This article, about a rather peculiar business practice in China, is quite amusing, I think you will agree. Hell, with my look, I would be in high demand there! From The Atlantic:
Not long ago, I was offered work as a quality-control expert with an American company in China I’d never heard of. No experience necessary—which was good, because I had none. I’d be paid $1,000 for a week, put up in a fancy hotel, and wined and dined in Dongying, an industrial city in Shandong province I’d also never heard of. The only requirements were a fair complexion and a suit.
“I call these things ‘White Guy in a Tie’ events,” a Canadian friend of a friend named Jake told me during the recruitment pitch he gave me in Beijing, where I live. “Basically, you put on a suit, shake some hands, and make some money. We’ll be in ‘quality control,’ but nobody’s gonna be doing any quality control. You in?”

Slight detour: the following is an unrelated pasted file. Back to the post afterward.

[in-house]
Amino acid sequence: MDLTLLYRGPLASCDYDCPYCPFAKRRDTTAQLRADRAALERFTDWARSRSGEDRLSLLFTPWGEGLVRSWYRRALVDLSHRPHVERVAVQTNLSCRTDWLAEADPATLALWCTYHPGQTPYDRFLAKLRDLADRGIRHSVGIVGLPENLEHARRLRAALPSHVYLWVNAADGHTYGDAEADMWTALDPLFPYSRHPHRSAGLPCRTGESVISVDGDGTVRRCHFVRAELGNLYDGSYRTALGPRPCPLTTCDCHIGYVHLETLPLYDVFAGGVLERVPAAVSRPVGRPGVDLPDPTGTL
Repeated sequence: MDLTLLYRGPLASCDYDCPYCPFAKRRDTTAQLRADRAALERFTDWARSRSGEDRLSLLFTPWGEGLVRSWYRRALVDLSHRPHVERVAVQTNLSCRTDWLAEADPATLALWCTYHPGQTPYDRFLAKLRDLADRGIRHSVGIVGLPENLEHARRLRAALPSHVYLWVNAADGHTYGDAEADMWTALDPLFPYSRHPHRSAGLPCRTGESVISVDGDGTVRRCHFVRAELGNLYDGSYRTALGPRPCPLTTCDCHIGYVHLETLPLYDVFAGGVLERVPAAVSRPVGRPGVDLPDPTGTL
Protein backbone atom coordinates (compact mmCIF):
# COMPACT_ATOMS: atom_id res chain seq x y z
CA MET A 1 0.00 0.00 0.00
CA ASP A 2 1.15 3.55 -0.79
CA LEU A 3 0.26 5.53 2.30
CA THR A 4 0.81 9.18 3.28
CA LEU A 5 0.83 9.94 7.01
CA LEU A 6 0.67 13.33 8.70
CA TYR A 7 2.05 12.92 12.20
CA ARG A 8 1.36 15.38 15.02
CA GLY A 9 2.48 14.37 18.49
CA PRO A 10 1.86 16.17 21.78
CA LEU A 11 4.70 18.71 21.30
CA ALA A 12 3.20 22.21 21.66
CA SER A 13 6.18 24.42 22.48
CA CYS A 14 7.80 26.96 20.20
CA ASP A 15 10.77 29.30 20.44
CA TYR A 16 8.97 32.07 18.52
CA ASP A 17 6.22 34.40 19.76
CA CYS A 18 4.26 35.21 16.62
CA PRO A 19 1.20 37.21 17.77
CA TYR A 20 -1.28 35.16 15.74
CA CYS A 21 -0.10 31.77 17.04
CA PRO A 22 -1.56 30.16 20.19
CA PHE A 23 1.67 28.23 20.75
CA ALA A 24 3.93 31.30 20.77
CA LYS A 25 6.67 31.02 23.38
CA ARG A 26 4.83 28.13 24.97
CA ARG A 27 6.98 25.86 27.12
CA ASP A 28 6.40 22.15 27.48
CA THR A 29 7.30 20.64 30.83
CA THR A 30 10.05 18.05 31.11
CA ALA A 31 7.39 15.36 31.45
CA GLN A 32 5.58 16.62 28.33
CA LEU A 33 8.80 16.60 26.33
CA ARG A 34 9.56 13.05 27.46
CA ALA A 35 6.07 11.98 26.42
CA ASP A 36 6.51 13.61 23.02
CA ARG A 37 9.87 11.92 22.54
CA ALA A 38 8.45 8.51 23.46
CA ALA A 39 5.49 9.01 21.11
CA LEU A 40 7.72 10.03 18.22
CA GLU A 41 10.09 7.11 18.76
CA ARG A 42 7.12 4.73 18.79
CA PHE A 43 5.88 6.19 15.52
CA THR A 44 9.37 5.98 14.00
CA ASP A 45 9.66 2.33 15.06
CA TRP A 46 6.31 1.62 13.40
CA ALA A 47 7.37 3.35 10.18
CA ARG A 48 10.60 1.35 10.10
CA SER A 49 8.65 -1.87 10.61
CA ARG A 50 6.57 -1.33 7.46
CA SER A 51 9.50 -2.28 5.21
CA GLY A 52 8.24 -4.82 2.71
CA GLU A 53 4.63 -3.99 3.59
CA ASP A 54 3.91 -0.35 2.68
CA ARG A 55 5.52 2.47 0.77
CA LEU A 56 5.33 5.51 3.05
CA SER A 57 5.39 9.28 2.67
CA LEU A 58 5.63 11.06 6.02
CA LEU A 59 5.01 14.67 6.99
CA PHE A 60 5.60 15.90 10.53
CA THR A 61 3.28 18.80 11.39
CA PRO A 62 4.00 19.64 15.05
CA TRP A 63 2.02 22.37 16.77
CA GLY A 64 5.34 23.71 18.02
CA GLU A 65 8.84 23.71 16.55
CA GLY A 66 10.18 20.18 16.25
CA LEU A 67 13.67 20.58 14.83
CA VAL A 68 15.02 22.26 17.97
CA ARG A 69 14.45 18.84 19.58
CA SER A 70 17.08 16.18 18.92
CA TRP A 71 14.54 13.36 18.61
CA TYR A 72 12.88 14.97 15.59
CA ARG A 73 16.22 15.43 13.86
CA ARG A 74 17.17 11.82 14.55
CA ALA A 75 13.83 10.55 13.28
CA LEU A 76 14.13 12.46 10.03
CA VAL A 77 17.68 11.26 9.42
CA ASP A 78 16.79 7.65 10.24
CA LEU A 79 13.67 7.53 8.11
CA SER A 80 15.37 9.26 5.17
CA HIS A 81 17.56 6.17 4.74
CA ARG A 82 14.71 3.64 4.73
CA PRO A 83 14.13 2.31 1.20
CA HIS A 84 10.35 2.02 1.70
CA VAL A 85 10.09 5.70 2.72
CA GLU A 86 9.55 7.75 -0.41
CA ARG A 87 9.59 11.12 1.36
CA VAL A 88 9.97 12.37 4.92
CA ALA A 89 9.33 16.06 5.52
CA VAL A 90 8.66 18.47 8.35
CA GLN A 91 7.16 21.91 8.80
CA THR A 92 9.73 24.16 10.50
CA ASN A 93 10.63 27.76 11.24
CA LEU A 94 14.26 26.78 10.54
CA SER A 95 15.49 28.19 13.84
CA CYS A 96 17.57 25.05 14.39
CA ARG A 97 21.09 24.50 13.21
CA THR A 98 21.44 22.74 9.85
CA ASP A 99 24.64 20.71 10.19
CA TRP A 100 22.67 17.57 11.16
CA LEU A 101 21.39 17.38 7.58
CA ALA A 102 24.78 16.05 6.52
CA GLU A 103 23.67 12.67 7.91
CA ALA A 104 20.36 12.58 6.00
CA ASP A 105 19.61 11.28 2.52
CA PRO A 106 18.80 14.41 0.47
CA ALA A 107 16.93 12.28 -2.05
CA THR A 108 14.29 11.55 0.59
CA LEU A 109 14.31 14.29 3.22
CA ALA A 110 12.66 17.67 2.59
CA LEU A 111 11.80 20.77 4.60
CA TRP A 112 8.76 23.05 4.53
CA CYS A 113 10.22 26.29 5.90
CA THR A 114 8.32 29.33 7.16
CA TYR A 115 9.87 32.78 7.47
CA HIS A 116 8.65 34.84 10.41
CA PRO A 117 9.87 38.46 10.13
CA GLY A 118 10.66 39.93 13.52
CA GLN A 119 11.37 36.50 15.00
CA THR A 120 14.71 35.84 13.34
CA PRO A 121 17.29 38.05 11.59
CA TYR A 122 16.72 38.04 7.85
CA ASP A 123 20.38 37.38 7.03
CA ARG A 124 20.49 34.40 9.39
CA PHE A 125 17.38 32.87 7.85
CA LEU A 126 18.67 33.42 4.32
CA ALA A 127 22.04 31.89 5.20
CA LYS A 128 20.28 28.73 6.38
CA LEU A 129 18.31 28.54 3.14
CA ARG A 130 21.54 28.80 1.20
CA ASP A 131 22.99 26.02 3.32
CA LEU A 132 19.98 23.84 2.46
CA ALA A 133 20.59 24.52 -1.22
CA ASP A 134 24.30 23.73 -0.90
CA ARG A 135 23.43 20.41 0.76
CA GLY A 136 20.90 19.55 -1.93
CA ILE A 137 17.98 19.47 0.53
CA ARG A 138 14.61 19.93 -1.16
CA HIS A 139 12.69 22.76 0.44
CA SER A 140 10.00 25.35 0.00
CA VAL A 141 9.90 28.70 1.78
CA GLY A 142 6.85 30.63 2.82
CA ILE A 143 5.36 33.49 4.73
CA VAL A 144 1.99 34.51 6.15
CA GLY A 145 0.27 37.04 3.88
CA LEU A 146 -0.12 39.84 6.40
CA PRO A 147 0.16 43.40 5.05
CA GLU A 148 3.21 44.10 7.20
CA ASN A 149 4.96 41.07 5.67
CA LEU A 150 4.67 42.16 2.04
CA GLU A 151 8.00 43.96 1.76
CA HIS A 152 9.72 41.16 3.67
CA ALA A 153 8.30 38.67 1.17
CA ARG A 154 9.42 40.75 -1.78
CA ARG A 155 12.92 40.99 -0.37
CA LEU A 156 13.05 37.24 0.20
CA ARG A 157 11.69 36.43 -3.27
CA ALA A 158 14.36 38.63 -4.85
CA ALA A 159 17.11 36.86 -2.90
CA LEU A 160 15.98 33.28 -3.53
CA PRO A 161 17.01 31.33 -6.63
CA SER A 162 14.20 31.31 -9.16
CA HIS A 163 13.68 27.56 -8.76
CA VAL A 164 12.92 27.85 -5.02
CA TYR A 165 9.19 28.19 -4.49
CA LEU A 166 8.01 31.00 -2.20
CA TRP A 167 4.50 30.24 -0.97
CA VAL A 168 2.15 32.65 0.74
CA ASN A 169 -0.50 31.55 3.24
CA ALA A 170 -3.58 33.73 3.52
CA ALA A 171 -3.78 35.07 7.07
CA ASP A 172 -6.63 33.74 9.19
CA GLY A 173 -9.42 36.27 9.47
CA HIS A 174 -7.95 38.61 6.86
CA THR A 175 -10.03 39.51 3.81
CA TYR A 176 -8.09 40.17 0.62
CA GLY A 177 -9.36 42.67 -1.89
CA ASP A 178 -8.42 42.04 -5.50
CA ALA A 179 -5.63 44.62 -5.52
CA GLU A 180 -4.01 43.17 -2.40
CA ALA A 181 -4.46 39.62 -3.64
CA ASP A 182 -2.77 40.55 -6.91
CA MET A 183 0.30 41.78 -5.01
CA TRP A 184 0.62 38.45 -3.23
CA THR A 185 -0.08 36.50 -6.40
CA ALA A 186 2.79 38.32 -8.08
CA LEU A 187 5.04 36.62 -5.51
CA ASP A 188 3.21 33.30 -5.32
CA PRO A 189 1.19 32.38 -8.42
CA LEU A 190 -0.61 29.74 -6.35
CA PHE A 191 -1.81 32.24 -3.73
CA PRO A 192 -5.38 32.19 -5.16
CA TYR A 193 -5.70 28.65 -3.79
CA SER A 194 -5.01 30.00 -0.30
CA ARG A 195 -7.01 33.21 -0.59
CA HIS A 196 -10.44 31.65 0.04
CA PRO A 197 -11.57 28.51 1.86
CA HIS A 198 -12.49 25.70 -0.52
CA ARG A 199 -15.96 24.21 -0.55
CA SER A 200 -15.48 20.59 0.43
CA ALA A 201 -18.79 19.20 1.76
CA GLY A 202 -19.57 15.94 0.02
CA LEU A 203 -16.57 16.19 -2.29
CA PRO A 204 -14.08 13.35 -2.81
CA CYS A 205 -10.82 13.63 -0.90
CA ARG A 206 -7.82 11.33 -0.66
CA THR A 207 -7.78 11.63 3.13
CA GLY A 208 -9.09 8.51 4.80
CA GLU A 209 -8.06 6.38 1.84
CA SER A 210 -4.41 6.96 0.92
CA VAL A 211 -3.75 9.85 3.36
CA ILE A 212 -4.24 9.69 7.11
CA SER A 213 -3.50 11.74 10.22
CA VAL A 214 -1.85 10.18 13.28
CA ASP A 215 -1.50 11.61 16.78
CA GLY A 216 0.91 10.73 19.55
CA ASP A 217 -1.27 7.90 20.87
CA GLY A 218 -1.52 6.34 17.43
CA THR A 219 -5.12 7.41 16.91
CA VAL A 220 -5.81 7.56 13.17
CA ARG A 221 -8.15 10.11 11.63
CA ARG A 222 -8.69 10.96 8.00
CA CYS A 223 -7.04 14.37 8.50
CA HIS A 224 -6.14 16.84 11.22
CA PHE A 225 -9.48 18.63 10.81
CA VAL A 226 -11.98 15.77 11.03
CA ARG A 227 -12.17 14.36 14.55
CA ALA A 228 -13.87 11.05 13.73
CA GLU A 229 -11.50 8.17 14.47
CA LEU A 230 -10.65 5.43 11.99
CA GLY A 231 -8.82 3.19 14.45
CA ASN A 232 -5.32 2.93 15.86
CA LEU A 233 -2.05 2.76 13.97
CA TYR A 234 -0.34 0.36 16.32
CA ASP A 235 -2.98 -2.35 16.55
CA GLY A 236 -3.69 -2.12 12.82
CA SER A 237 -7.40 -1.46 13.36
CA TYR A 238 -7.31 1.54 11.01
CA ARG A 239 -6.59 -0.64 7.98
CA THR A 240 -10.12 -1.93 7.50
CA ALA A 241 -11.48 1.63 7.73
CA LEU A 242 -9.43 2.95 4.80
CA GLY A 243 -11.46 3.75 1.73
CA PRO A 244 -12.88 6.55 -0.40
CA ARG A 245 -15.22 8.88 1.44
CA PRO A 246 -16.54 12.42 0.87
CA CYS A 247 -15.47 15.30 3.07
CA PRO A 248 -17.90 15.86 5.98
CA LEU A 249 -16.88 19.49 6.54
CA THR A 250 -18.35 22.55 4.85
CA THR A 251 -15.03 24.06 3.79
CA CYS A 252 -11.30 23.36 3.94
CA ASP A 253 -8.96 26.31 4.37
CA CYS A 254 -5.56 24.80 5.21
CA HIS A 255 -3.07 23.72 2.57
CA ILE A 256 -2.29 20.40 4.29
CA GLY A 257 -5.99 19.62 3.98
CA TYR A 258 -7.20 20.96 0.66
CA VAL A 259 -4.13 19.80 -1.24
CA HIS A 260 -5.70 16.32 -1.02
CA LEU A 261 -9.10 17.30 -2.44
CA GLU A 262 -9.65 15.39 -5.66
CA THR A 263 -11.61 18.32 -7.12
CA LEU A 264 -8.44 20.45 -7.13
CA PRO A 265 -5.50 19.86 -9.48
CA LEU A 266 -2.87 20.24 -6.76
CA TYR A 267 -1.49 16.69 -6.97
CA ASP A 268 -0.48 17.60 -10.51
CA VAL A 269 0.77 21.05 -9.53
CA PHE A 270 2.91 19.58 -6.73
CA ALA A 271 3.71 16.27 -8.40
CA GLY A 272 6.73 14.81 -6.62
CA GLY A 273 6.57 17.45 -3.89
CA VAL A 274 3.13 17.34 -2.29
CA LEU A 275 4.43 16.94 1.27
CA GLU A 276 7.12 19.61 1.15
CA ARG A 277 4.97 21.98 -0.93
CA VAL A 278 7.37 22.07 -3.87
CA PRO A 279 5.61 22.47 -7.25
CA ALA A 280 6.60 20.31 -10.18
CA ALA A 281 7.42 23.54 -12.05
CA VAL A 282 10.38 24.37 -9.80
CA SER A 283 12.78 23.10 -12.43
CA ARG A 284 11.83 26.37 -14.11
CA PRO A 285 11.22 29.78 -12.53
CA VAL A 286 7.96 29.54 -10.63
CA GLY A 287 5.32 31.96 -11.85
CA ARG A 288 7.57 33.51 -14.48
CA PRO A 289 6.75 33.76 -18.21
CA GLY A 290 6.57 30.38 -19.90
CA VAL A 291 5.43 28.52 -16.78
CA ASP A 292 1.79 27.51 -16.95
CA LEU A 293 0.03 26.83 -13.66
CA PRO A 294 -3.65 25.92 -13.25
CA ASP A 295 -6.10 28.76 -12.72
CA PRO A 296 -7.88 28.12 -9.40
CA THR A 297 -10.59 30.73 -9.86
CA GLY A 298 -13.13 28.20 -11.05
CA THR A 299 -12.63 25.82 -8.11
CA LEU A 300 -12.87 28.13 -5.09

And so I became a fake businessman in China, an often lucrative gig for underworked expatriates here. One friend, an American who works in film, was paid to represent a Canadian company and give a speech espousing a low-carbon future. Another was flown to Shanghai to act as a seasonal-gifts buyer. Recruiting fake businessmen is one way to create the image—particularly, the image of connection—that Chinese companies crave. My Chinese-language tutor, at first aghast about how much we were getting paid, put it this way: “Having foreigners in nice suits gives the company face.”
I just have one question: What KIND of racism is this? Positive racism? Lucrative racism? Self-loathing Chinese racism? It’s clearly racism of one stripe or another, seemingly positive, at least for white males who look like business men, but still, it’s a bit confusing, isn’t it?
Rent a White Guy: Confessions of a fake businessman from Beijing (The Atlantic)